"This is not a vacation," Colorado Gov. Jared Polis said Friday in warning the state's residents to take seriously the 2-day-old, stay-at-home order he issued in the face of a mounting coronavirus epidemic.
The order, issued Wednesday, requires residents to stay at home except for critical activities such as doing what is deemed to be essential work, grocery shopping and obtaining medicine or medical care.
While outside working, shopping or taking walks, everyone must maintain a six-foot distance from other people.
The order went into effect Thursday and will last until April 11, Polis said.
"This is not a vacation," Polis said Friday during his news conference, calling out residents driving to Colorado's mountains or hiking on narrow trails. "The more noncompliance there is, the more people that are not heeding the advice to stay at home, the longer and more severe this crisis will be."
Polis addressed "hard data" the state is using to track the spread of the coronavirus, and sought to explain why the Colorado Department of Public Health and Environment's data on the the spread of the virus has been lagging behind one day.
"We have some information early on, but we don't know the true impact until 12 days or so after a particular measure is taken," Polis said, referring to recent orders on banning large groups, closing nonessential businesses and the stay-at-home order.
As of Friday, the state is reporting 31 deaths from the coronavirus in Colorado, Polis said.
Hospital officials were hopeful that the stay-at-home order would help "flatten the curve," a term being used to describe slowing the rate of new coronavirus infections.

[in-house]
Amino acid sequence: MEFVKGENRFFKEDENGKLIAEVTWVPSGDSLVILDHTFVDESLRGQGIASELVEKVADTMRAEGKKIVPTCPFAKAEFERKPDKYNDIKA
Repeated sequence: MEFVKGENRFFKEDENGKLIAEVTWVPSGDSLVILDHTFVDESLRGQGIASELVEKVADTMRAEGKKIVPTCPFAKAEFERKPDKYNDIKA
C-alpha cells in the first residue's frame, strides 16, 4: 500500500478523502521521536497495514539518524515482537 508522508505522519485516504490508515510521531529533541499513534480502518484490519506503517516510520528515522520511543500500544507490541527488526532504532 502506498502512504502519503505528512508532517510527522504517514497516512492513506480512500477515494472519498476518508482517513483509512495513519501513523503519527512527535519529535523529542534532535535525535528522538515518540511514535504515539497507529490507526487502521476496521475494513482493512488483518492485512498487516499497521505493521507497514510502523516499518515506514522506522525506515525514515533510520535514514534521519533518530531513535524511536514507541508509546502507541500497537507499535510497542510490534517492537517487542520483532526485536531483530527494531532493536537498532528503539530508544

Without social distancing measures, Polis said, the state's data projected more than 33,000 Coloradans will die from the coronavirus by June. Colorado's typical death rate is about 100 people per day, Polis said.
"The goal of the stay-at-home order is to bring down how contagious the virus is ... to save lives and to return to normalcy as soon as possible without costing additional lives," Polis said.
He added that no one "should be under the illusion that success is that the virus is gone from our state in a week or two weeks."
The governor said he wanted to model the response on South Korea, which relied on widespread testing, contact tracing and surveillance of all epidemiological activities to mitigate the virus.
"If we get this right, some might say we did too much too soon," Polis said. "I'd much rather be the recipient of that complaint than to have a full-scale public health disaster with tens of thousands of Coloradans paying the ultimate price."
Thursday, local elected leaders and health officials were grappling with ways to enforce the regulation.
Colorado Springs Mayor John Suthers said at a news conference Thursday that "voluntary compliance" will be critical in the governor's sweeping effort to control the rise of COVID-19. Violating the order will result in warnings before tickets are issued, city officials said.
"To be clear, this stay-at-home order from the governor is not a suggestion. It's the law," Suthers said, adding, "We simply do not have the law enforcement resources to man every park, every trail, every open space, every small business in our community."
This is a breaking news story and will be updated as information becomes available.